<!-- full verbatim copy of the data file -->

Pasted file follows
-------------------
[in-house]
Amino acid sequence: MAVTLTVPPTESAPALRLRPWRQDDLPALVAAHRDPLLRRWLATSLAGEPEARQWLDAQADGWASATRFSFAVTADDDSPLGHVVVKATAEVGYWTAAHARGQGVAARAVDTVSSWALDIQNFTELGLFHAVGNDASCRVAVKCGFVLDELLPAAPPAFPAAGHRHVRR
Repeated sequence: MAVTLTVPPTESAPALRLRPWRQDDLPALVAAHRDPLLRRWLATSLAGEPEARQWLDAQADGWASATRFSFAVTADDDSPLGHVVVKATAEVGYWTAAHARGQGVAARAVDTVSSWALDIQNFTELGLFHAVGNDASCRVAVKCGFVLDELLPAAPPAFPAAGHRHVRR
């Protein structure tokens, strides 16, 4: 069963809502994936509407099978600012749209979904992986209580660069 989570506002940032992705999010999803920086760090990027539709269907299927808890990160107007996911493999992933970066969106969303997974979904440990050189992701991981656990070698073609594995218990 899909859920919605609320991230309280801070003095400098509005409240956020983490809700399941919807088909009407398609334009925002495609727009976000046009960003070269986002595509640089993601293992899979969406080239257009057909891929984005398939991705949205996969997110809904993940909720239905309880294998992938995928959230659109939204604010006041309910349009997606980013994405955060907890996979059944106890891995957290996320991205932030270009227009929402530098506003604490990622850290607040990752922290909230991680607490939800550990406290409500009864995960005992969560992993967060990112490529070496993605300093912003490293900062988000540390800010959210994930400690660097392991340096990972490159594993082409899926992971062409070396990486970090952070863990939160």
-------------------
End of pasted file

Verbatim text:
[in-house]
Amino acid sequence: MAVTLTVPPTESAPALRLRPWRQDDLPALVAAHRDPLLRRWLATSLAGEPEARQWLDAQADGWASATRFSFAVTADDDSPLGHVVVKATAEVGYWTAAHARGQGVAARAVDTVSSWALDIQNFTELGLFHAVGNDASCRVAVKCGFVLDELLPAAPPAFPAAGHRHVRR
Repeated sequence: MAVTLTVPPTESAPALRLRPWRQDDLPALVAAHRDPLLRRWLATSLAGEPEARQWLDAQADGWASATRFSFAVTADDDSPLGHVVVKATAEVGYWTAAHARGQGVAARAVDTVSSWALDIQNFTELGLFHAVGNDASCRVAVKCGFVLDELLPAAPPAFPAAGHRHVRR
């Protein structure tokens, strides 16, 4: 069963809502994936509407099978600012749209979904992986209580660069 989570506002940032992705999010999803920086760090990027539709269907299927808890990160107007996911493999992933970066969106969303997974979904440990050189992701991981656990070698073609594995218990 899909859920919605609320991230309280801070003095400098509005409240956020983490809700399941919807088909009407398609334009925002495609727009976000046009960003070269986002595509640089993601293992899979969406080239257009057909891929984005398939991705949205996969997110809904993940909720239905309880294998992938995928959230659109939204604010006041309910349009997606980013994405955060907890996979059944106890891995957290996320991205932030270009227009929402530098506003604490990622850290607040990752922290909230991680607490939800550990406290409500009864995960005992969560992993967060990112490529070496993605300093912003490293900062988000540390800010959210994930400690660097392991340096990972490159594993082409899926992971062409070396990486970090952070863990939160």